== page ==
In dance, a lot of Western or “conventional” medicine is used. In sports injury and injury prevention, that’s not totally shocking. It’s generally been more of the norm, and many dancers think of painkillers or surgery as the only response to pain or discomfort. However, more and more dancer athletes are beginning to open up to alternative therapies to support their health.
Alternative medicine tends to be more preventative than reactionary. Instead of responding to pain, you’re supporting your strength and development before any pain develops. Perhaps what dancers should remain most open to is an integrative approach. You might at some point need or benefit from surgery, but that doesn’t mean you shouldn’t do what you can to lower the chances of getting to that point.
Acupuncture is something more dancers should consider.
Acupuncture is the use of needles to stimulate different parts of the body. There’s some debate as to how exactly acupuncture works, whether it stimulates neurohormonal pathways, making you happier, thus reducing your feelings of pain. Or it might reduce pr0–inflammatory markers in the body.
Either way, it’s worth trying as you never know what might help.
For muscle soreness, inflammation, or pain, you might try cupping.
In cupping, a vacuum is created between your skin and the cup, then the skin rises and reddens as the blood vessels expand. It’s going to allow your muscles in the “cupped” area to relax, and it alleviates muscle pain.
Lots of dancers, even back in my day, used Arnica Gel which is homeopathic medicine to relieve pain and inflammation. I experienced “chronic ankle sprains” as a dancer, so Arnica was a saving grace for me. Homeopathic medicine boasts the use of therapies from natural sources vs. chemically derived pharmaceutical medicine.
Supplements for support.
Supplementation is another area dancers have had some experience in for quite a while already. Many dancers use vitamin supplements such as calcium, multivitamins, B vitamins, etc. However, herbal supplements might be worth considering as well. Turmeric is a powerful anti-inflammatory spice. It can be added to recipes in spice form, in capsules as a supplement, or as a tea. (Golden “mylk” latte, anyone?!)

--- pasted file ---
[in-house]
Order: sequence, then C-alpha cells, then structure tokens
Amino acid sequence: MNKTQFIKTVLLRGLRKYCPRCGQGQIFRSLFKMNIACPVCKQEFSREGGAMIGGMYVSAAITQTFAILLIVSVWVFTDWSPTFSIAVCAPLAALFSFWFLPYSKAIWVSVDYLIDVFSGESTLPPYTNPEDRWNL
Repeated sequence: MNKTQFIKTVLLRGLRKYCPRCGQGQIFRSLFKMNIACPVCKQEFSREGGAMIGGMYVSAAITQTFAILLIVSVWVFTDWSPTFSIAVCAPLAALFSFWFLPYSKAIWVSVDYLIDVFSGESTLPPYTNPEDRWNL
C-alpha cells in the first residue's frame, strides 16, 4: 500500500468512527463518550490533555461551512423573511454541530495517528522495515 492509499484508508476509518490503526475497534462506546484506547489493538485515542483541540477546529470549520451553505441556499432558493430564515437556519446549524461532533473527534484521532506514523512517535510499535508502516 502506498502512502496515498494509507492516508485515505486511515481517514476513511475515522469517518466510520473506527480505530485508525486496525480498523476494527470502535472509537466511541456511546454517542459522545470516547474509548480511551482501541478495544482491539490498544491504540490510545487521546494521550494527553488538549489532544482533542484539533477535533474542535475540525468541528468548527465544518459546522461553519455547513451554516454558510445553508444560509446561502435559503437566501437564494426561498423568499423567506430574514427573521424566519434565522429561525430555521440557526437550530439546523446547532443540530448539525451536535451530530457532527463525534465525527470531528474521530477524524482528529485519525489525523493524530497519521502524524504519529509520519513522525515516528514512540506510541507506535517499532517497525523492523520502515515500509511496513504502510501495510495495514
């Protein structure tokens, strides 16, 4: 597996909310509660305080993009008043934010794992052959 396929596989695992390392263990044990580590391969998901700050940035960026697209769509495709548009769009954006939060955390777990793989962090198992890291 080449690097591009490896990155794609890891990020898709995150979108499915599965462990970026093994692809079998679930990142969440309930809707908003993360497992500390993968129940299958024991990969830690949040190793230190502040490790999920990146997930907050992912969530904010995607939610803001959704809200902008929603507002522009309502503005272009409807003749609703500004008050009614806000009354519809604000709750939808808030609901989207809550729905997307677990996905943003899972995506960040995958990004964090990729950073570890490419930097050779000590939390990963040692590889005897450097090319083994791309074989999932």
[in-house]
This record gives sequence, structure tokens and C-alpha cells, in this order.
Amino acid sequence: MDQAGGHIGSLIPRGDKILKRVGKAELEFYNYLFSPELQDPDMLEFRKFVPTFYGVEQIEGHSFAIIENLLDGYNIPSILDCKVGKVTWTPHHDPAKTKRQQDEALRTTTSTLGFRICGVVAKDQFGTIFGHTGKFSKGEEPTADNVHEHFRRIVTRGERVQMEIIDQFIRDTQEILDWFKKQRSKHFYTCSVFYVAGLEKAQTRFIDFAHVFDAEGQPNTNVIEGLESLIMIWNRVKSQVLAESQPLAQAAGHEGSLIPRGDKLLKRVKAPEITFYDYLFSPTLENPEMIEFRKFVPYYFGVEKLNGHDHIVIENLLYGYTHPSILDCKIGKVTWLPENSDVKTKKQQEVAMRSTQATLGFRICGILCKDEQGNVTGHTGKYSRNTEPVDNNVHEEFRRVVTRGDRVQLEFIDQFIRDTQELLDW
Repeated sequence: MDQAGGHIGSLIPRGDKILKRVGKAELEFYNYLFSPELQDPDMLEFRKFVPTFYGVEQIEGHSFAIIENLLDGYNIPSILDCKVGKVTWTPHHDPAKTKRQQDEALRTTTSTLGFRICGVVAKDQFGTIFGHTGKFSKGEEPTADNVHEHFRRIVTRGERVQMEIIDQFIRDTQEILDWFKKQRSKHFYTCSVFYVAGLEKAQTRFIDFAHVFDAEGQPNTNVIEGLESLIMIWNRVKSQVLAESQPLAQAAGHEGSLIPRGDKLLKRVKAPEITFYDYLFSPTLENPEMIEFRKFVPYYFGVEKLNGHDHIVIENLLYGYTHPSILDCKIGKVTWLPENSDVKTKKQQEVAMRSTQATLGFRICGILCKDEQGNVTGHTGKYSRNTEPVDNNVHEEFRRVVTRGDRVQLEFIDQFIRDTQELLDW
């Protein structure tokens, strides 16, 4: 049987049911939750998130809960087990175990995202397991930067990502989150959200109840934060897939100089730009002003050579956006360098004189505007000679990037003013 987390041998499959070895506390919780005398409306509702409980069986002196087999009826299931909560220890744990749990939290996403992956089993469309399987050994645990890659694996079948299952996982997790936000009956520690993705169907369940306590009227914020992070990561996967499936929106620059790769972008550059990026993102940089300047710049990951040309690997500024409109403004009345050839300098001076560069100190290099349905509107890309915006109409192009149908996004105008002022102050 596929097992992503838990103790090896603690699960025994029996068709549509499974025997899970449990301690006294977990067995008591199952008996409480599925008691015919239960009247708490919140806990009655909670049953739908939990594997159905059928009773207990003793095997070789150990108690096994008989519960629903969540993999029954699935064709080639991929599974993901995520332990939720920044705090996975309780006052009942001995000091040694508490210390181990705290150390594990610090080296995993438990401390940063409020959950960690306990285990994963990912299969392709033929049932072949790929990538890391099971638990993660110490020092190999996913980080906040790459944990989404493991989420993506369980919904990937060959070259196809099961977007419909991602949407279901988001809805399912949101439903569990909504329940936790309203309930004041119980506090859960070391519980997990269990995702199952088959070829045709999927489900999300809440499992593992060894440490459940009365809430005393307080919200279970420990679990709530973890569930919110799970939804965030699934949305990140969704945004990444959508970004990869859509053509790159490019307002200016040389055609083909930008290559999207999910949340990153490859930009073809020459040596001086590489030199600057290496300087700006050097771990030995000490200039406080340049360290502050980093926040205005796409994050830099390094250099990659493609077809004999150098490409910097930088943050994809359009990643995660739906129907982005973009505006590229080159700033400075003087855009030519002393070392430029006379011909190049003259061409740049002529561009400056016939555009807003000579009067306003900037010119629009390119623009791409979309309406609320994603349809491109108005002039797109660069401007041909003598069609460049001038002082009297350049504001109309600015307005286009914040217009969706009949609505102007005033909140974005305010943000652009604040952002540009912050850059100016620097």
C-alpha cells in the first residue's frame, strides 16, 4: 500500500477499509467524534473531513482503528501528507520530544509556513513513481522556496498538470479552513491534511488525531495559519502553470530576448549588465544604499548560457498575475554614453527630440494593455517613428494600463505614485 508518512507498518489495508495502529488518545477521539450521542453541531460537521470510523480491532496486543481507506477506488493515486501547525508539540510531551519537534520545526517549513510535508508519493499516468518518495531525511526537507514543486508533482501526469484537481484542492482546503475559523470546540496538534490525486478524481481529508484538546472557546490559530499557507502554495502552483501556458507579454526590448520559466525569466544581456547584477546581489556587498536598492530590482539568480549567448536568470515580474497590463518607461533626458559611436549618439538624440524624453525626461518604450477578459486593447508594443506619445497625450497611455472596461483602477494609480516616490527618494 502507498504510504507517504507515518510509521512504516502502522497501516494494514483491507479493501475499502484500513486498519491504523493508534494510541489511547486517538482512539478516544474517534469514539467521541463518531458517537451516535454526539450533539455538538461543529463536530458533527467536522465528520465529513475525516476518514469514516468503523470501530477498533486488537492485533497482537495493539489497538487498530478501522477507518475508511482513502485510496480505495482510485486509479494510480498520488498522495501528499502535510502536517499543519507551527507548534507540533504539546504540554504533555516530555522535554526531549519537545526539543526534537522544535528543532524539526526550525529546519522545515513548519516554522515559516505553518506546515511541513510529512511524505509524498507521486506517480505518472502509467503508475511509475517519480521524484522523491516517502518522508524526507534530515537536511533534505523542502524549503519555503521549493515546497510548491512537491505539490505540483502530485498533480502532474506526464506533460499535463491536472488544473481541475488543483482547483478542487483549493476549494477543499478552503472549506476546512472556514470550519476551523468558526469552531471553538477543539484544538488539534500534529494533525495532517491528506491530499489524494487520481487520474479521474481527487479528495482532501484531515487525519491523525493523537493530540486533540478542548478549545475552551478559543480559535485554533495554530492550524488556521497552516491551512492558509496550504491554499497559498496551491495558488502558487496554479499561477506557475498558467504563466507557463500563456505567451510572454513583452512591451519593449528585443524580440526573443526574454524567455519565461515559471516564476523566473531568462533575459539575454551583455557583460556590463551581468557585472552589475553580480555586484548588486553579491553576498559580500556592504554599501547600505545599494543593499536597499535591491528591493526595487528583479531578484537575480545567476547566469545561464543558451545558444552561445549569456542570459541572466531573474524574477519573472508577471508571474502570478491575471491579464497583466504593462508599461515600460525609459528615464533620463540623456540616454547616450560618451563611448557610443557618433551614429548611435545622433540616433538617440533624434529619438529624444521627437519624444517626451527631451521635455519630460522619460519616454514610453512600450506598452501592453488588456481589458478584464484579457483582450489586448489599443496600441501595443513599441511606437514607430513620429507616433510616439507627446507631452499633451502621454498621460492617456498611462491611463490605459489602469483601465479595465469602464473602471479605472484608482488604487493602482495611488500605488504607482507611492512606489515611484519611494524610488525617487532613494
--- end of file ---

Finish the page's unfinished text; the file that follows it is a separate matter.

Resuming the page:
Massage for relaxation and recovery.
Massage is one of those alternative therapies dancers don’t invest in often enough — likely because it’s pricey; however, it’s really worth the investment. Maybe save up your change or $5 to $10 here and there over the month, then when you have enough money, book a massage and enjoy every second.
Next time you’re dealing with pain or injury, you might consider a Naturopathic Doctor.
“Naturopathic medicine is a distinct primary health care profession, emphasizing prevention, treatment, and optimal health through the use of therapeutic methods and substances that encourage individuals’ inherent self-healing process. The practice of naturopathic medicine includes modern and traditional, scientific, and empirical methods.”¹
Nutrition coaching and eating plan support.
In the areas of food, weight, and body image, many dancers would benefit from working with a health coach. Health coaching is not about specific macronutrient or calorie recommendations but rather focuses on the mindset around food and one’s body. You learn to prioritize balanced nutrient-dense food decisions and lifestyle shifts to make healthy eating easier.
A traditional dietitian who can offer a prescriptive eating plan with specific calorie and macronutrient counts creates a much too obsessive approach for many dancers. Holistic alternatives do exist and many dancers find this whole person approach much more supportive and sustainable.
Yoga as a restorative practice.
The topic of cross-training comes up a lot in the dance world. Yoga, if you choose the right kind, can be totally restorative and a part of your alternative therapy support plan. If you decide to give yoga a shot, try at least three or four different styles and instructors before determining whether it’s for you or not.
Stay open minded. Just because a particular path to healing worked for someone you know, doesn’t mean it’s best for you. This is true for physical injuries as well as mindset struggles. Be proactive and preventative before just defaulting to conventional medicine. Do your research. See what else is out there. Ask around. Consider what other athletes or performers have done to get and stay healthy.
It’s always valuable to get a second opinion. In the area of health coaches or nutritionists, find a person you’re able to connect with who understands dance and what’s required.
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